WINDHOEK – The Namibia Student Financial Assistance Fund (NSFAF) spokesperson, Wise Immanuel, maintains repaying back student loans is crucial to ensure future sustainability of the fund.
The call follows student representative councils (SRCs) from various institutions of higher learning demanding that students should not be forced to pay back study loans upon completion of their studies. The students also want NSFAF loans to be converted into grants instead.
What NSFAF is doing, Immanuel said, is to comply with the terms and conditions of its core business licence as stipulated in the NSFAF Act (26 of 2000).
“And if the financial assistance provided at the moment should take a grant form as opposed to a loan form, that has to be a decision of the political leadership through appropriate structures and not of the NSFAF Board and/or its secretariat. Equally, if the loans are be to written off, same has to be in accordance with Section 18E of the Amendments Act (Act No 7 of 2014), which again vests such power in the political authority,” Immanuel stated.
Equally, government has urged all loan recipients to start paying off their loans once they get jobs in order to assist others in need of financial aid.
The Permanent Secretary in the Ministry of Information and Communication Technology, Mbeuta Ua-Ndjarakana, said student loans are income-contingent.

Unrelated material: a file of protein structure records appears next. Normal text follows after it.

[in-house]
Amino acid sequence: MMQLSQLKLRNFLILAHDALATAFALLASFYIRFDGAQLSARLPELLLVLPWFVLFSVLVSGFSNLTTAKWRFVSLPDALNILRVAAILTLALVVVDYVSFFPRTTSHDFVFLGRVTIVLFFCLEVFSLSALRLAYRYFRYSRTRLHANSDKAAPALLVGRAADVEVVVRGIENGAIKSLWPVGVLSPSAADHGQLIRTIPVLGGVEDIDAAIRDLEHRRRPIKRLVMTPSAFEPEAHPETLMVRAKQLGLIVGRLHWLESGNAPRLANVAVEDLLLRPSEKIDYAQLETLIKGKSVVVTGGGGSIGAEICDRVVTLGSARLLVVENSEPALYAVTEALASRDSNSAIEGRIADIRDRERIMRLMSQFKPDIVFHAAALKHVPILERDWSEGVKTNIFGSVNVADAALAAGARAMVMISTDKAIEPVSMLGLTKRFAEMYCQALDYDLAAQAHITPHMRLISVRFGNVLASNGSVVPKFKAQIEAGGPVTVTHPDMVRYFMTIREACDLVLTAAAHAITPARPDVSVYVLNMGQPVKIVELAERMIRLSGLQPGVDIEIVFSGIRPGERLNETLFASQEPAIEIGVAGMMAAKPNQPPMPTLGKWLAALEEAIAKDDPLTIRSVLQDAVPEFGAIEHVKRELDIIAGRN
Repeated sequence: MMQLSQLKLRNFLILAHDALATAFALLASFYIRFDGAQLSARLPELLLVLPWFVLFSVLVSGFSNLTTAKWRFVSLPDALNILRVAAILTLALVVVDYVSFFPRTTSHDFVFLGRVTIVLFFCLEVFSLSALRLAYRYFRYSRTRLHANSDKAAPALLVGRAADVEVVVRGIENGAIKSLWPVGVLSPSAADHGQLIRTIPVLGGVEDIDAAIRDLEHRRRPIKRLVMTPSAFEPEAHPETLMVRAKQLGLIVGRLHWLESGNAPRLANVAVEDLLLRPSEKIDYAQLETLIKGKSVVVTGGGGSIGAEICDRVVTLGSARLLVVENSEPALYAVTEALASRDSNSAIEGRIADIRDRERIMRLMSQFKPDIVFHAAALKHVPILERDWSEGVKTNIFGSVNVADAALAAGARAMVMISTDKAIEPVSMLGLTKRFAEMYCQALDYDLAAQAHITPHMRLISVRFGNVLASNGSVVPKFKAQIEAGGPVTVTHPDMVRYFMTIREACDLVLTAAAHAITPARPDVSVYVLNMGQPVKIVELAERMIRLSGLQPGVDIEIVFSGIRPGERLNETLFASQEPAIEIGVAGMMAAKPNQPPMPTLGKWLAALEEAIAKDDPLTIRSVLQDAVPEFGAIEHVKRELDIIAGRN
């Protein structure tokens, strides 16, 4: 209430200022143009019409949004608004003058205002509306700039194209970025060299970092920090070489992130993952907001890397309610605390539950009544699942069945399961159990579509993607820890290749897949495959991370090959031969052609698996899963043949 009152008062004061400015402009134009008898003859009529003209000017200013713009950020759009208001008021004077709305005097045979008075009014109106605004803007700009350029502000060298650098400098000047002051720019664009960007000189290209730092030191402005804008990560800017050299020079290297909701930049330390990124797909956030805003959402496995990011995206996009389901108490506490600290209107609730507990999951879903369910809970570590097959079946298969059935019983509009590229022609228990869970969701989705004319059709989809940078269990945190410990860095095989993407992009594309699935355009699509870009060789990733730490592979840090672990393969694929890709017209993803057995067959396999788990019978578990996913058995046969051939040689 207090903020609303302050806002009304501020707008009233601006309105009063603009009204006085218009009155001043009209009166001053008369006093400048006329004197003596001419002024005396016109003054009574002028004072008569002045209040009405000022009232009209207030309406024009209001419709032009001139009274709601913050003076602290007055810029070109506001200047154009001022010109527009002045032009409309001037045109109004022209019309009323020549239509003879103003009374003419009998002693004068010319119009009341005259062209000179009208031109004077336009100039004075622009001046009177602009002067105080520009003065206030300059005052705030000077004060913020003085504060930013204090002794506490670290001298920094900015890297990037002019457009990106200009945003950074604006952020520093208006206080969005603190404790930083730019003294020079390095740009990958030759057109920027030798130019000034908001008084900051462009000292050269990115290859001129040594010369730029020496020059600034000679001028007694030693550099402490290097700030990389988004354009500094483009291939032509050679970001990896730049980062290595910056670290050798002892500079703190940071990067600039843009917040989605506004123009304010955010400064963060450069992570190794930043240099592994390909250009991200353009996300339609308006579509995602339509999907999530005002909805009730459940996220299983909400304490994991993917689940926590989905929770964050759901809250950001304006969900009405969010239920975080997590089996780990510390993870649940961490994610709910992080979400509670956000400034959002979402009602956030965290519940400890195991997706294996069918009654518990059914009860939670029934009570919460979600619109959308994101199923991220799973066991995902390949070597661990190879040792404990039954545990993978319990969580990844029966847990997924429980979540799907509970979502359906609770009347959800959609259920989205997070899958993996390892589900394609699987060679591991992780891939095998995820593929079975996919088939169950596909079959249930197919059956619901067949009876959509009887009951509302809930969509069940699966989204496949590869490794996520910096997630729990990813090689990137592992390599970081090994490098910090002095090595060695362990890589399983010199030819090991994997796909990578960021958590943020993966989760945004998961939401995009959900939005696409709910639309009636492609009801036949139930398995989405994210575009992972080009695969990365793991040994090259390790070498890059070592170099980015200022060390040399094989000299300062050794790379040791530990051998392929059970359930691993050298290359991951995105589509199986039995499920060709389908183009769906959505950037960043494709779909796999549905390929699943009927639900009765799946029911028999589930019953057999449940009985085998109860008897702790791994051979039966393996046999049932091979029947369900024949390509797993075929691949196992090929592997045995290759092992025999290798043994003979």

“This means that repayment starts once you have an income. Usually when you start working, NSFAF will send you statements showing how much you owe and how much you must pay back each month. NSFAF makes it easy for students to repay their study loans by only asking for payment when you get a job,” explained Ua-Ndjarakana
President-elect Dr Hage Geingob has joined the fray exhorting students to repay their loans, saying every beneficiary has a legal obligation to ensure that they pay back when they start working.
Since the NSFAF’s inception in 1997, when the fund was still under the Ministry of Education before it became a secretariat, it has faced numerous challenges especially with the data collection of all students that it started funding, with the aim to recoup the money.
It was difficult because NSFAF’s loan management system was outdated and inadequate, which led to many records not being retrieved.
Against this background, Ua-Ndjarakana said government has made repayments affordable for loan recipients based on the salaries they earn.
Loan repayments only start once a person’s salary is N$30 000 or more per year.
“Payments start at 3 percent of your annual salary, increasing to a maximum of 8 percent when your salary reaches N$59 300 or more per year. For example when your salary is N$59 300, you will pay back N$4 744 a year or N$696 a month. In fact, NSFAF charges lower interest than banks,” he noted.
He stressed students do not have to repay if they are unemployed or are still studying but they have to provide written proof in the form of an affidavit, valid for three months.